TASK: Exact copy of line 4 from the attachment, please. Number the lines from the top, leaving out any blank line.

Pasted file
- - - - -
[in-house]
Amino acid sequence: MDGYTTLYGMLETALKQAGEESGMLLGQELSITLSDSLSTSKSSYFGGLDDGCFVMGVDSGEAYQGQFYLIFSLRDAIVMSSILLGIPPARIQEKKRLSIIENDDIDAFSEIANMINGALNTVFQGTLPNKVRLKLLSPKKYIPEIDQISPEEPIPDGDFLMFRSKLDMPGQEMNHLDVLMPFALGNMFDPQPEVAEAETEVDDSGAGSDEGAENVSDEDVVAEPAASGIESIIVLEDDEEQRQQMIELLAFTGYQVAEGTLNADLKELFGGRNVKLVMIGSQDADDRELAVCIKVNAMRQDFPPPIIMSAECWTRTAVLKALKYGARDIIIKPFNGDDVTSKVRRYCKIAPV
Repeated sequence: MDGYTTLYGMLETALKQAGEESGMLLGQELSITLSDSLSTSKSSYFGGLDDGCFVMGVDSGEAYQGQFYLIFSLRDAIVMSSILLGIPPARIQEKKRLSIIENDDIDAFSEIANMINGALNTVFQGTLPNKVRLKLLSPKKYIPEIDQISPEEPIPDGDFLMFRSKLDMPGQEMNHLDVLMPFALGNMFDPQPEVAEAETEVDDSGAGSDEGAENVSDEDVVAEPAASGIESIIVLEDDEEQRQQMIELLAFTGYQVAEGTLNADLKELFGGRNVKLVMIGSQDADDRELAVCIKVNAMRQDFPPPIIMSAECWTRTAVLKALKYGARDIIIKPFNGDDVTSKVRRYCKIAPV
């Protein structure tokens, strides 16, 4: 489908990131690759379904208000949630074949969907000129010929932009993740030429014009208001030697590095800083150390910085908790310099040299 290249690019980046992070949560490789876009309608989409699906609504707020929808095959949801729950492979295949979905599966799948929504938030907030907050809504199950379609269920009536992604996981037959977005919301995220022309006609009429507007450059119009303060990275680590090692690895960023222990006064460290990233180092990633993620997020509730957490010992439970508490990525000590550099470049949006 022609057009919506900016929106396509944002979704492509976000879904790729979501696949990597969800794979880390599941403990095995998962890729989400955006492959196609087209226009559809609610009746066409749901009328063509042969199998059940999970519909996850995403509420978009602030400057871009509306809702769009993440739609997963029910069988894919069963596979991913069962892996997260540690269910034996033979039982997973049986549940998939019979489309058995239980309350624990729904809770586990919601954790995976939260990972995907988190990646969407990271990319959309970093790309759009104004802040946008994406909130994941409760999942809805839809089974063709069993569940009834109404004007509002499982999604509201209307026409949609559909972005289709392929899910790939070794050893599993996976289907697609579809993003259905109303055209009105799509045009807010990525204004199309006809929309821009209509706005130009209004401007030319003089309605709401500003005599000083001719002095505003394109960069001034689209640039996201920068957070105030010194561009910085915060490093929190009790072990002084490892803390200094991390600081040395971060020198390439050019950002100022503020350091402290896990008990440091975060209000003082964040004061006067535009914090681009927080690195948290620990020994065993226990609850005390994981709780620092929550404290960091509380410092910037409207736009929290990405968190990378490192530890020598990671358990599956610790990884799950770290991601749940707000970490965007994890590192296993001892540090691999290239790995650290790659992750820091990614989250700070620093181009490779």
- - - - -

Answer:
């Protein structure tokens, strides 16, 4: 489908990131690759379904208000949630074949969907000129010929932009993740030429014009208001030697590095800083150390910085908790310099040299 290249690019980046992070949560490789876009309608989409699906609504707020929808095959949801729950492979295949979905599966799948929504938030907030907050809504199950379609269920009536992604996981037959977005919301995220022309006609009429507007450059119009303060990275680590090692690895960023222990006064460290990233180092990633993620997020509730957490010992439970508490990525000590550099470049949006 022609057009919506900016929106396509944002979704492509976000879904790729979501696949990597969800794979880390599941403990095995998962890729989400955006492959196609087209226009559809609610009746066409749901009328063509042969199998059940999970519909996850995403509420978009602030400057871009509306809702769009993440739609997963029910069988894919069963596979991913069962892996997260540690269910034996033979039982997973049986549940998939019979489309058995239980309350624990729904809770586990919601954790995976939260990972995907988190990646969407990271990319959309970093790309759009104004802040946008994406909130994941409760999942809805839809089974063709069993569940009834109404004007509002499982999604509201209307026409949609559909972005289709392929899910790939070794050893599993996976289907697609579809993003259905109303055209009105799509045009807010990525204004199309006809929309821009209509706005130009209004401007030319003089309605709401500003005599000083001719002095505003394109960069001034689209640039996201920068957070105030010194561009910085915060490093929190009790072990002084490892803390200094991390600081040395971060020198390439050019950002100022503020350091402290896990008990440091975060209000003082964040004061006067535009914090681009927080690195948290620990020994065993226990609850005390994981709780620092929550404290960091509380410092910037409207736009929290990405968190990378490192530890020598990671358990599956610790990884799950770290991601749940707000970490965007994890590192296993001892540090691999290239790995650290790659992750820091990614989250700070620093181009490779």